Written by Paz
EXPERIENCES ON TRANSDISCIPLINARY ART PRACTICE (ARTSCIENCE) AND TEACHING
My collaborator Benjamin Andrew and I have decided to talk more about our previous artwork and how we both share similar interests in the ArtScience field. So this week I am presenting some of my work using bacteria and its aesthetic proprieties as a way to identify the presence of pollutants.
I have been teaching and researching in Ecuador for some years and I had the opportunity of working with different scientists and learning from them. I was visiting artist at the Institute of Microbiology University of San Francisco de Quito for more than one academic year.
I was permitted to attend microbiology, botanic and biology classes as an auditor, which allowed me to meet with different researchers and also exchange views. I was also able to investigate at this institute every week and I decided to research about an environmental ArtScience project which uses color changing bacteria from the environment as biomarkers to indicate the presence of specific pollutants and create an air quality monitoring kit so any citizen could use it. This represented the first ArtScience collaboration project, not only in this University, but in the whole country.
In this lab they taught me the scientific methods in the fields of clinical microbiology (for instance, clinical urine analysis) and food microbiology (searching for E.coli presence).
In the ArtScience field of study, thanks to the help of some of the microbiologists working in this Institute, I was developing the project mentioned before, about the lack of air quality monitoring we breathe, especially in industrial areas, and as result, the lack of information has fostered distrust between citizens and governments.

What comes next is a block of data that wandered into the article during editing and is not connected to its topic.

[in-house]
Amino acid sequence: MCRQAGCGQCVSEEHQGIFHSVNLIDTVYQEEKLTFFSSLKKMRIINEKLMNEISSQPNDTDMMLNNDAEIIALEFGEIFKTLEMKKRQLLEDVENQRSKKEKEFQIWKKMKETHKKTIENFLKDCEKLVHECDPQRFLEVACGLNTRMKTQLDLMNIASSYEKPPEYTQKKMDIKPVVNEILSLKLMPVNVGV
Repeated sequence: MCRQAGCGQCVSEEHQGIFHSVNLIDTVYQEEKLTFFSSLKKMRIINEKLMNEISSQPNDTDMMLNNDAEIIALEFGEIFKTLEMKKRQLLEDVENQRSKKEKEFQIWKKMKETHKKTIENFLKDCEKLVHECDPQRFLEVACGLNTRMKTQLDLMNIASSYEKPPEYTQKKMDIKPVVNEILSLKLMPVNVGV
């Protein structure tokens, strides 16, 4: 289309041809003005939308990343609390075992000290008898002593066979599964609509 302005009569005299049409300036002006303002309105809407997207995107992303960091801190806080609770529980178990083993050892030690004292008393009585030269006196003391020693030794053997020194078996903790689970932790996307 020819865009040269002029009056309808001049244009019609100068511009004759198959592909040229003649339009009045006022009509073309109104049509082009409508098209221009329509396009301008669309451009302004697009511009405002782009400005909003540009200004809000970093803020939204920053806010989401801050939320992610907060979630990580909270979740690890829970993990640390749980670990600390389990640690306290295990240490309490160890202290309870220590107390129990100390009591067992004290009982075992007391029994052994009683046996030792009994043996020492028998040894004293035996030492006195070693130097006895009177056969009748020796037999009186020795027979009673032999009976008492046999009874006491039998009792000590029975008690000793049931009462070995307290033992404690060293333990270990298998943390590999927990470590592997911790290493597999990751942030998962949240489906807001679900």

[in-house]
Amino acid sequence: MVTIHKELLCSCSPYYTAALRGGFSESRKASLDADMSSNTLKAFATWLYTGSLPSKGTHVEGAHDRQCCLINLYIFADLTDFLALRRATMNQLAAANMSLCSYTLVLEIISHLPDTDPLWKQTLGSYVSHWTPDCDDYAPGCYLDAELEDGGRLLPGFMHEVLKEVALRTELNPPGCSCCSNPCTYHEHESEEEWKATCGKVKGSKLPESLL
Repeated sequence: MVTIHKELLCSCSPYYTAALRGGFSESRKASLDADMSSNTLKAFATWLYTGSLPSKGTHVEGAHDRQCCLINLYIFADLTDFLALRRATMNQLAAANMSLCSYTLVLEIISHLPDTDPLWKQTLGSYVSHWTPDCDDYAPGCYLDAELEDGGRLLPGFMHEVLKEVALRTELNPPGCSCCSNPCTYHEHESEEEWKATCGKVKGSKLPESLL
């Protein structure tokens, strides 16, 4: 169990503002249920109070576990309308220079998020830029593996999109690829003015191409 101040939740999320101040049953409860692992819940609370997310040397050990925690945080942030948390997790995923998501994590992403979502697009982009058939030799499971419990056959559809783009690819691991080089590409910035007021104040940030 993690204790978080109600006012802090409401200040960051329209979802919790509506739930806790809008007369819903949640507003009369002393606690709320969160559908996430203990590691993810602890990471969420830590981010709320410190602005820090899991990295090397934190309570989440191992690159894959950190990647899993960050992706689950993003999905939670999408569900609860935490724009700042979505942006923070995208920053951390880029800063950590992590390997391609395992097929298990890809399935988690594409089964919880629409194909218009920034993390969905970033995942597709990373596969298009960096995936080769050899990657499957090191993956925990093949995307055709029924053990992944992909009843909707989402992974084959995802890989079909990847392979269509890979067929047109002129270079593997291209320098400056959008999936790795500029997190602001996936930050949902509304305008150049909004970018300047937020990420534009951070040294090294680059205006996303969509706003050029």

This is an important problem for many cities and countries and that is why I am working on bioindicators directly expressed through aesthetic chances like colors by using different environment bacterias which I was able to obtain while my artistic residence at Casa Tres Patios Art Foundation in Medellín, Colombia in 2015.
So far we have found that some bacterias are naturally resistant to some toxic chemicals from our environment like toluene and phenol. This is why my interest is focus on the fields of biotechnology, genetics, and/or microbiology as part of the next step to complete this project.
HOW THE LABORATORY OF ARTSCIENCE STARTED
A year and a half after I started working in this university and finally having the support of the Institute of Microbiology, which had invited me on several occasions to participate in conferences to show my research. I managed to convince the Dean of the School of Communication and Contemporary Art (where I was working at the time) to open a course to promote transdisciplinary practices. The requirements were that this course will be offered to all students from the first course to the last year of their degree, we would not have a laboratory (just a small painting studio with a projector and no Internet connection) and there would be no funding to purchase materials. Attendees were a total of 15 students from different careers such as art and performance, photography, painting, medicine, biology, psychology, and film.
The contents of this course were divided into five blocks. Practice and theory studies as well as two sessions at the microbiology laboratory, a visit to the Institute of Meteorology, a field trip to help botanists collect photographic documentation, an experiment in the field of design and biology, and lectures from professors of philosophy, medicine, art, microbiology, biology and environmental engineering with a great interest in transdisciplinary projects.
Students had to develop two projects:
1. A group work in collaboration with the Department of Environmental Communication: Environmental Protection & Sustainability initiative.
2. Teams of two students to develop an ArtScience project. One from scientific discipline and the other one from humanities.
Visit our other residency group's blogs HERE
Paz Tornero is an artist, visiting professor at the University of Caldas in Colombia, researcher at the University of Murcia, Faculty of Fine Arts in Spain, and visiting fellow at the Institute of Microbiology (USFQ) in Ecuador.
Benjamin Andrew is an award-winning interdisciplinary artist, storyteller, and Instructor at Pennsylvania State University.